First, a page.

Good news! In a COVID-19 meeting yesterday afternoon between the Federal Minister of Youth and Sport, leading health experts from the Australian Government Department of Health and Sport Australia's CEO with National Sporting Organisation including Touch Football Australia (TFA) the experts advised that community sport could play on. And should play on – due to the health and mental wellbeing benefits that participating in sport provides people and communities.

All health experts in the meeting reassured us that the risks of participating in sport are low as long as people who are unwell do not attend.

It was also communicated that while high-contact sports may pose a greater transmission risk, the risk of infection in a minimal-contact sport such as Touch Football, where contact is also not prolonged, is low.

While social distancing is currently recommended for people as they go about their daily lives, social distancing is about avoiding ‘close contact’ – contact that involves 15 minutes face-to-face, or being in the same room as others for two hours or more. While spectators at Touch games should practise social distancing by remaining at least 1.5m from others because they are likely to be in static close proximity, players on a field do not have prolonged contact.

TFA encourages its competitions of under 500 people in one location at a time to continue running as scheduled.

To help minimise risk for those taking part in sport, the Australian Government has announced new Community Sport Guidelines, developed by the Australian Health Protection Principal Committee (AHPPC), which comprises of all state and territory Chief Health Officers and chaired by the Australian Chief Medical Officer, Professor Brendan Murphy. These guidelines were subsequently endorsed by the newly formed National Cabinet which is made up of all Premiers, First Ministers and the Prime Minister.

All community sport participants must play a role to help reduce the transmission of COVID-19, including those organising, attending or supporting attendance at these activities.

Participants should not attend and participate in Community Sport if they:

  • Have travelled internationally or been exposed to a person with COVID-19 in the preceding 14 days; or
  • Are at a high risk including the elderly and those with pre-existing medical conditions.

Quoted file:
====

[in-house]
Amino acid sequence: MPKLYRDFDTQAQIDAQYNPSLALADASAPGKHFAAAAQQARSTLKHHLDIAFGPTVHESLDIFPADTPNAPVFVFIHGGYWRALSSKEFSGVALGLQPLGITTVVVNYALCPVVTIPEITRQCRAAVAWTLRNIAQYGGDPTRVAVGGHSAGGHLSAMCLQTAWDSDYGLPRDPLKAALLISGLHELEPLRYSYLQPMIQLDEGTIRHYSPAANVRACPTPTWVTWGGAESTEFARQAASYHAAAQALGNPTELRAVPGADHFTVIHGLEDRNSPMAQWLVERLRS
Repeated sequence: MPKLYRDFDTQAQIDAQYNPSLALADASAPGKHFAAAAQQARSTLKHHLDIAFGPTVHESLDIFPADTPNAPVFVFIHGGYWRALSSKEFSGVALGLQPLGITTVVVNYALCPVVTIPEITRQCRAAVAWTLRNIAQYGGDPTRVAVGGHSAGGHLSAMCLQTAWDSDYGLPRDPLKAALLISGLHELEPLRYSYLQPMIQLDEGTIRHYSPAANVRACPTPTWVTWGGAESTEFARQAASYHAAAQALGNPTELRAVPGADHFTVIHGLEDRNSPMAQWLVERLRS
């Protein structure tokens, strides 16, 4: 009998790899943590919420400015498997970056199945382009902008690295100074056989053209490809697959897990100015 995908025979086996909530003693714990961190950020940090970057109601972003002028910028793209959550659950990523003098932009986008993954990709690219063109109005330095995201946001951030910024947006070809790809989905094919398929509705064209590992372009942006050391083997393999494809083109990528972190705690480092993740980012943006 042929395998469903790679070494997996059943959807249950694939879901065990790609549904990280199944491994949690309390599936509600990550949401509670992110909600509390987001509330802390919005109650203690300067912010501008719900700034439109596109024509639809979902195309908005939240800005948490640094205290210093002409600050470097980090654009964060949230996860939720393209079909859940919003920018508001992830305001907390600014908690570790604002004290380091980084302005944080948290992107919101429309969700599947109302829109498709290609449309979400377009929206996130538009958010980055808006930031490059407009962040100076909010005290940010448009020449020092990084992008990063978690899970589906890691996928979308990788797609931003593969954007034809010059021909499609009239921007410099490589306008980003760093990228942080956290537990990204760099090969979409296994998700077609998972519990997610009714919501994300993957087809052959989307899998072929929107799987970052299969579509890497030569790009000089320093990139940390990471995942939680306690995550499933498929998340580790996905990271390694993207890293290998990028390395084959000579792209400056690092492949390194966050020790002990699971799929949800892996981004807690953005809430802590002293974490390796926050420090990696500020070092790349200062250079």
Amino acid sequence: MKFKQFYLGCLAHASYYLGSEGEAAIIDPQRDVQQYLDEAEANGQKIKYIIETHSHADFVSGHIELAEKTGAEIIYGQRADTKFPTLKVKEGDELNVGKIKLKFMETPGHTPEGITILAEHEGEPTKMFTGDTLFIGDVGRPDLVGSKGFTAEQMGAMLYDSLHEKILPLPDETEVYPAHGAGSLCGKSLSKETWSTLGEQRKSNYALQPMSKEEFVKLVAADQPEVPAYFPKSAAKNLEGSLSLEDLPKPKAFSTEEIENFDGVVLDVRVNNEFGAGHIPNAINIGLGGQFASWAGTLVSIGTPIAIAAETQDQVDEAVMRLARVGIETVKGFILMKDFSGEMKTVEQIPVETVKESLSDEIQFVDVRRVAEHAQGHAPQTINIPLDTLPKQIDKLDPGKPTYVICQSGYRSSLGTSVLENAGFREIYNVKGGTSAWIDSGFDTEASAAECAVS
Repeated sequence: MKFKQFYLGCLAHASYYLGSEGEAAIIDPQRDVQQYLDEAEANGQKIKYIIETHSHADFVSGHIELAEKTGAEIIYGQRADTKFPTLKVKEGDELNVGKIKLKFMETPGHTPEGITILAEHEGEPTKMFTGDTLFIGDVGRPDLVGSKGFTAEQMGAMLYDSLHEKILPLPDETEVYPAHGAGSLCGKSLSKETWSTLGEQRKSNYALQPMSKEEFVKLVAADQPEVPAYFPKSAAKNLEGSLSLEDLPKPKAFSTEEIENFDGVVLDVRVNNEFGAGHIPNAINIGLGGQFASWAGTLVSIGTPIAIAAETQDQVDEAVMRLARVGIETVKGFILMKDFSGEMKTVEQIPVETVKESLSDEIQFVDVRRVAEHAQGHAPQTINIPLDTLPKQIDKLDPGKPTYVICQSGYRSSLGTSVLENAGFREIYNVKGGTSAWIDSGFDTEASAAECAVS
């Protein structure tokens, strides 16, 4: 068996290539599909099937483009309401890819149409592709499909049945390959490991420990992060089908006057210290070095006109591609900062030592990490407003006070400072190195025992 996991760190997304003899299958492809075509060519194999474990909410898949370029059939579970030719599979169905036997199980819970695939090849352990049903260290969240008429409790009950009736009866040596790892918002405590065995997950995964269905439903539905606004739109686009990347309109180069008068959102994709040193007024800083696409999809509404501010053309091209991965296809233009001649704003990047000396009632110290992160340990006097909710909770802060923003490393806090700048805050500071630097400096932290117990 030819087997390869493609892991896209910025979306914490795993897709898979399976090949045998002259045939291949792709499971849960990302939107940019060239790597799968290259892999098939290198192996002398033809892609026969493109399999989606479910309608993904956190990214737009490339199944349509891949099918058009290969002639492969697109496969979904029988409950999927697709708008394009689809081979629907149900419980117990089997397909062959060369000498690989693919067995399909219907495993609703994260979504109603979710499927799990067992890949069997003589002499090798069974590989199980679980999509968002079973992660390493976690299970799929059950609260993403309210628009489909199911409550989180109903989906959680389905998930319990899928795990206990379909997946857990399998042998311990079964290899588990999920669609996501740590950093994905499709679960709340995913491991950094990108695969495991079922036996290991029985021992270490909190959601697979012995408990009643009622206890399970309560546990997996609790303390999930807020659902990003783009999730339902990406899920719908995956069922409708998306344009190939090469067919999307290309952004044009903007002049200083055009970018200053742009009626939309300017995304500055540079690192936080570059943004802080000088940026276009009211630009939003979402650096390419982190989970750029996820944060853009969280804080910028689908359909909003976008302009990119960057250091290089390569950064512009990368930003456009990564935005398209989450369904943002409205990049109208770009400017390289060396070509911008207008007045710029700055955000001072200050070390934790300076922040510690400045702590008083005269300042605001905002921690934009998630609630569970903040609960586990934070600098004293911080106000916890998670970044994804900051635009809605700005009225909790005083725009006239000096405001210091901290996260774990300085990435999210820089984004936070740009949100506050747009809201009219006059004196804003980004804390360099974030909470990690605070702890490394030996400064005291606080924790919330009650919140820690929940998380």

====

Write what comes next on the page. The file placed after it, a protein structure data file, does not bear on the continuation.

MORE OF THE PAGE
Attendance at Community Sport activities
Only essential participants should attend activities, i.e. players, coaches, match officials, staff and volunteers involved in operations and parents/guardians of participants;

All players, visitors should practise the following social distancing measures at Community Sporting activities:

Players, visitors and officials should minimise physical contact as much as is practicable, for example no shaking hands, no walking out with player mascots, no pre- or post-match celebrations and no celebrating between players during the match.

  • Spectators should ensure a distance of 1.5 metres is kept between themselves and others;
  • Access to change rooms should be restricted solely to players, officials and essential staff;
  • It is recommended that sporting teams, including school sporting teams, maintain local competitions only, with no inter-district, or inter-club travel. As with all gatherings, basic protective measures should be observed, such as regular hand hygiene practices before, during and after the match, do not share drink bottles, and avoid touching your face.

General hygiene measures at facilities

Facilities should ensure that:

  • Spaces at each facility, surfaces and objects are regularly cleaned with disinfectant;
  • Provide hand washing guidance (;
  • Promote regular and thorough hand washing by staff and participants;
  • Provide sanitising hand rub dispensers in prominent places around the event (particularly entry or high-use areas such as a registration desk, change rooms, toilets or kiosk);
  • Make sure dispensers are regularly refilled; and
  • Promote exclusion of ill persons.

Specific to Touch, TFA recommends that administrators and participants also follow these additional guidelines:

  • Sub-boxes should not be used currently because they encourage people to huddle together. We recommend that players should be allowed to run on from anywhere along the sideline.
  • Disinfect the ball before and after each game;
  • Print and place signage throughout your venue to remind people of the recommended infection control practices [see Touch Football Australia’s precautionary measures A4 poster tipsheet for printing and distribution here];
  • As well as not sharing drink bottles, ensure that drink bottles are clearly marked with a name;
  • As usual, do not share towels or whistles; and
  • Strongly consider not running bars, canteens or barbecues and, if possible, do not open clubhouses. Plan for congregations of participants outdoors rather than indoors.

For further information on the Australian Government Community Sport Guidelines and more, go to

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